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May points can be lost if you do not carry your hands/arms in the required position for the exercises in the show ring. Certain hand positions are required as stated in the rules and regulations for obedience showing; any deviation is grounds for lost points (3 or more deducted for wrong hand position per each occurrence!).

Proper footwork in obedience helps your dog know what you are going to do while heeling. If you present consistent foot cues to the dog he then begins to rely on those cues for direction and heeling becomes much smoother.

It takes a bit of practice on your part to get in the habit of using the foot cues while working your dog. These cues soon become automatic so you won’t be thinking so hard on which foot goes where!

   There are a couple of methods to teach your dog to sit; Manual manipulation, Lured or Offered. We will look at the Manual manipulation method as I am not a big fan of food or clicker training (see “My Training Methods).

If your dog knows how to “heel” taking him for a walk is a pleasure. There is nothing more frustrating or tiring than walking a dog that pulls you all over town!
Heel position is the dog’s head or shoulder in line with your left leg. If the dog’s feet are out in front of your left leg he is taking you for a walk! The dog will be taught to match your pace whether you are walking normal, fast or slow and will also learn to sit squarely at your side every time you stop moving.

   You have been heeling on the short lead for a few days allowing the dog to self discover the position beside you that is most comfortable for him to be in. This position brings looseness of the collar and verbal praise from you. Now you will allow the dog to show you what he has learned by loosening the lead and giving him more freedom.

  There are many ways to teach the down command to your dog; Manual manipulation, Lured or Offered. We will work with manual manipulation and lured. I am not a fan of food or clicker training but I use the lured method for pups or a dog that does not want to be touched or a dog that is much bigger than the handler or for the folding down used in competition obedience.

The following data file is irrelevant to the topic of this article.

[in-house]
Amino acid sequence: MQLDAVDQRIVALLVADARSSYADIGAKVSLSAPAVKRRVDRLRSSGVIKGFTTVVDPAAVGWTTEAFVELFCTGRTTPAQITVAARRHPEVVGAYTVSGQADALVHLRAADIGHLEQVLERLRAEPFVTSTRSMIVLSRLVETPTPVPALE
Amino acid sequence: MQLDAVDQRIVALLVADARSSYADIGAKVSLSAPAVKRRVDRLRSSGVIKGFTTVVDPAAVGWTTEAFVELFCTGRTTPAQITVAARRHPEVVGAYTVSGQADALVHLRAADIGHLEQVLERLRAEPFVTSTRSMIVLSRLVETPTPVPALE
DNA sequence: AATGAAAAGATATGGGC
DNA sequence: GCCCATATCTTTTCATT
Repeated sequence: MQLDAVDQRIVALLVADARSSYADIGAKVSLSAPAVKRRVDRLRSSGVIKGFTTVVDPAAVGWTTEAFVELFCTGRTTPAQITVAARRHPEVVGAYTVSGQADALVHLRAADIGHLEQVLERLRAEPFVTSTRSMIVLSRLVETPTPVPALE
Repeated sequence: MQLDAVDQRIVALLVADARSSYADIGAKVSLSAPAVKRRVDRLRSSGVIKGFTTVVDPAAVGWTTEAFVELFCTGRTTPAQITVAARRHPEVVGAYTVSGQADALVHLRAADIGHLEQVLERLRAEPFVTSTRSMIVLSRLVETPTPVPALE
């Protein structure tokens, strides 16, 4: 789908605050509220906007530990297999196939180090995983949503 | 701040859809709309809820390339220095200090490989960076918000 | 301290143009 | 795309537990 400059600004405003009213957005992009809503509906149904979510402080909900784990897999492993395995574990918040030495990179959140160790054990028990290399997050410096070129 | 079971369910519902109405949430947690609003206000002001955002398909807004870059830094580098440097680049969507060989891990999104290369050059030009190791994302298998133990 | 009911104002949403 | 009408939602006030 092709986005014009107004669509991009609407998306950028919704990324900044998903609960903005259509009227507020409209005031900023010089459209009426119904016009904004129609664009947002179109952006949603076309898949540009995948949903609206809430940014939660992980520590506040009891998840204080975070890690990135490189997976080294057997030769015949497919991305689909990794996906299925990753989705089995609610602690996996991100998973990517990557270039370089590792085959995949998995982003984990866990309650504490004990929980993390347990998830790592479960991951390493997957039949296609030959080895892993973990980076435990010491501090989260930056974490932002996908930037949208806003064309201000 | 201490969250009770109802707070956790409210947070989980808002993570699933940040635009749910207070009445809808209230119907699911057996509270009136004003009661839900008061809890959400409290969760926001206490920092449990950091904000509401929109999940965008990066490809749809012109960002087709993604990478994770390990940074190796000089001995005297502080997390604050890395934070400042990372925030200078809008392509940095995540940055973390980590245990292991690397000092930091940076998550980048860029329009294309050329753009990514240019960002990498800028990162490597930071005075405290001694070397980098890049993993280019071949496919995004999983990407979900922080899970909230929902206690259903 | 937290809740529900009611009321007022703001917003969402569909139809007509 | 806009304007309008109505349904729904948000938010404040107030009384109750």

The stand is very easy to show the dog but sometimes hard for the dog to grasp. They just don’t seem to understand why, when they get on their feet, they can’t move about. The “stand” is not only a required exercise in competition obedience it has uses at home as well. It is helpful if the dog will stand still while wiping muddy paws, getting groomed, putting the leash on, during vet exams etc. The dog that knows the “stand stay” cooperates fully with these things rather than wiggling or jumping around making everyone’s life much sweeter.


Start this exercise with the dog sitting on your left side facing the same direction as you. Take the leash in your left hand holding it fairly short. Lightly restrain the dog by holding the leash back and slightly up (towards the dogs’ rear). This should be mild pressure, if you have too much pressure the dog will move backwards or jump up to relieve the pressure. Next swing your right hand across your body palm facing the dog and firmly command “STAY”. Do not get your hand to close to the dogs face and if you are working a small dog DO NOT bend down to the dog. You want the dog to watch you.


The “wait” command is used when you want to do more with the dog once you have left him, unlike the stay where you return to the dog’s side to break off the exercise. The “wait” can be used when going through doorways, gates, getting in and out of the car, or when you are working on the recall command or utility exercises. It is preferable that the dog know the “stay” command before teaching the “wait”.


Do you wish you could take your dog off lead when at the beach, in the mountains or at the park or maybe just in your unfenced yard but are reluctant because your dog won’t come back to you? Your dog needs training in the Recall command! Dogs do not recall reliably on their own, you have to teach them what is expected when you give them the recall word and show them through practice that nothing is more important than coming to you when called. Getting a reliable recall amid heavy distractions can take a couple of months or a few months depending on your training ability and your dogs desire to please you but all the work that you put into this command is well worth the results it brings!

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